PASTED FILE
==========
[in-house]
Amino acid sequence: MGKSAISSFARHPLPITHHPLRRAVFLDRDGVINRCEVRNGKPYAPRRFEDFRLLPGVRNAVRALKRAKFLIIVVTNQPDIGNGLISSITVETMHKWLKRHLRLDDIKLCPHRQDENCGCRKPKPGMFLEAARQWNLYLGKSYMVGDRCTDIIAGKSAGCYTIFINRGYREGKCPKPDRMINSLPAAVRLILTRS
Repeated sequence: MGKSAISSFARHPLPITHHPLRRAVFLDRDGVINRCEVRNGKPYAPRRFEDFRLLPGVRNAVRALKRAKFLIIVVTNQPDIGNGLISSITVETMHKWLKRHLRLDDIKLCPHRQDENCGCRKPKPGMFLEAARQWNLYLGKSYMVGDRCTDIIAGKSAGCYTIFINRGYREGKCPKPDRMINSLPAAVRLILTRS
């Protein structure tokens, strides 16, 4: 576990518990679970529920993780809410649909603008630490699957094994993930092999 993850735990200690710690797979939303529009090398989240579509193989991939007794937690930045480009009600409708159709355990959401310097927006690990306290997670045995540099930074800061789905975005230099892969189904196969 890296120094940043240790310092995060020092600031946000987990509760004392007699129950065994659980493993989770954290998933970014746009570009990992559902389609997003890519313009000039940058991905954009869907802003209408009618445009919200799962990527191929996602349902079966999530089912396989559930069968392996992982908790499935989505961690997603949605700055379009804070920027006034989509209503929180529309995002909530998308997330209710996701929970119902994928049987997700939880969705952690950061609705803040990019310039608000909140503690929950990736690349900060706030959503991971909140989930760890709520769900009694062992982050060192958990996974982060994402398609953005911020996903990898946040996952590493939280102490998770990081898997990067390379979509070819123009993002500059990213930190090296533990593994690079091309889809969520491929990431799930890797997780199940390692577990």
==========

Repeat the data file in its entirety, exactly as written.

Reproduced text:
[in-house]
Amino acid sequence: MGKSAISSFARHPLPITHHPLRRAVFLDRDGVINRCEVRNGKPYAPRRFEDFRLLPGVRNAVRALKRAKFLIIVVTNQPDIGNGLISSITVETMHKWLKRHLRLDDIKLCPHRQDENCGCRKPKPGMFLEAARQWNLYLGKSYMVGDRCTDIIAGKSAGCYTIFINRGYREGKCPKPDRMINSLPAAVRLILTRS
Repeated sequence: MGKSAISSFARHPLPITHHPLRRAVFLDRDGVINRCEVRNGKPYAPRRFEDFRLLPGVRNAVRALKRAKFLIIVVTNQPDIGNGLISSITVETMHKWLKRHLRLDDIKLCPHRQDENCGCRKPKPGMFLEAARQWNLYLGKSYMVGDRCTDIIAGKSAGCYTIFINRGYREGKCPKPDRMINSLPAAVRLILTRS
């Protein structure tokens, strides 16, 4: 576990518990679970529920993780809410649909603008630490699957094994993930092999 993850735990200690710690797979939303529009090398989240579509193989991939007794937690930045480009009600409708159709355990959401310097927006690990306290997670045995540099930074800061789905975005230099892969189904196969 890296120094940043240790310092995060020092600031946000987990509760004392007699129950065994659980493993989770954290998933970014746009570009990992559902389609997003890519313009000039940058991905954009869907802003209408009618445009919200799962990527191929996602349902079966999530089912396989559930069968392996992982908790499935989505961690997603949605700055379009804070920027006034989509209503929180529309995002909530998308997330209710996701929970119902994928049987997700939880969705952690950061609705803040990019310039608000909140503690929950990736690349900060706030959503991971909140989930760890709520769900009694062992982050060192958990996974982060994402398609953005911020996903990898946040996952590493939280102490998770990081898997990067390379979509070819123009993002500059990213930190090296533990593994690079091309889809969520491929990431799930890797997780199940390692577990």